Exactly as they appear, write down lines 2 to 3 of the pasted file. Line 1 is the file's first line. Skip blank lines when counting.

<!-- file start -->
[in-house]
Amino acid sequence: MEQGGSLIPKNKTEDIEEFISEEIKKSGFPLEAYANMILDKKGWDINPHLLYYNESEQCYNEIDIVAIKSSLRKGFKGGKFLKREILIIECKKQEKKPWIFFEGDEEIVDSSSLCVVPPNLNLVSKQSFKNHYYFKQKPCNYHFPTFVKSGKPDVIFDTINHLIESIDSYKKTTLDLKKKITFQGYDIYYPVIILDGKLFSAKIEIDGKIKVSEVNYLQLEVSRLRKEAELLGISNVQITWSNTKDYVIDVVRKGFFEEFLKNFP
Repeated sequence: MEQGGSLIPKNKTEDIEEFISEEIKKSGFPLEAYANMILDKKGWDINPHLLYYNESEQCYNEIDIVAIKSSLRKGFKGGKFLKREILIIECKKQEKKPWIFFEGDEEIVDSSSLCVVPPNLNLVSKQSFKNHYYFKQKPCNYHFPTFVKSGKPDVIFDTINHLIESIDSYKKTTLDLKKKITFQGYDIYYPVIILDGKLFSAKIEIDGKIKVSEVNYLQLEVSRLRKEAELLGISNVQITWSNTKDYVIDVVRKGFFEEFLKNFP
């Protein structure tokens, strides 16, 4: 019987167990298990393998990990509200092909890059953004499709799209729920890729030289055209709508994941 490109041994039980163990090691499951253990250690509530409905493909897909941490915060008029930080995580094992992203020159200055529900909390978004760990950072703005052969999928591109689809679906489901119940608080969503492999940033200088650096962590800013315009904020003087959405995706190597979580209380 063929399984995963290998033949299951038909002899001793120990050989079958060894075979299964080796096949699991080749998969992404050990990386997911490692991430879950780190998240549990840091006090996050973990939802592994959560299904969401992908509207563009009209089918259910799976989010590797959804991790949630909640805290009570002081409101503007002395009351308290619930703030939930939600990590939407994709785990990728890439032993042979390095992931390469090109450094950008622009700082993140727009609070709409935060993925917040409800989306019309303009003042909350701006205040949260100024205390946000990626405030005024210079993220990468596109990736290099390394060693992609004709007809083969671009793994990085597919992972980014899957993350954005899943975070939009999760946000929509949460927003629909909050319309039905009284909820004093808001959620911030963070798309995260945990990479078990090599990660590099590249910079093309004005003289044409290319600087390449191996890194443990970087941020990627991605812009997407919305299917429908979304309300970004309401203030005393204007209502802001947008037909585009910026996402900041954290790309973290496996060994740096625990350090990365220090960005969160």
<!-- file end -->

Amino acid sequence: MEQGGSLIPKNKTEDIEEFISEEIKKSGFPLEAYANMILDKKGWDINPHLLYYNESEQCYNEIDIVAIKSSLRKGFKGGKFLKREILIIECKKQEKKPWIFFEGDEEIVDSSSLCVVPPNLNLVSKQSFKNHYYFKQKPCNYHFPTFVKSGKPDVIFDTINHLIESIDSYKKTTLDLKKKITFQGYDIYYPVIILDGKLFSAKIEIDGKIKVSEVNYLQLEVSRLRKEAELLGISNVQITWSNTKDYVIDVVRKGFFEEFLKNFP
Repeated sequence: MEQGGSLIPKNKTEDIEEFISEEIKKSGFPLEAYANMILDKKGWDINPHLLYYNESEQCYNEIDIVAIKSSLRKGFKGGKFLKREILIIECKKQEKKPWIFFEGDEEIVDSSSLCVVPPNLNLVSKQSFKNHYYFKQKPCNYHFPTFVKSGKPDVIFDTINHLIESIDSYKKTTLDLKKKITFQGYDIYYPVIILDGKLFSAKIEIDGKIKVSEVNYLQLEVSRLRKEAELLGISNVQITWSNTKDYVIDVVRKGFFEEFLKNFP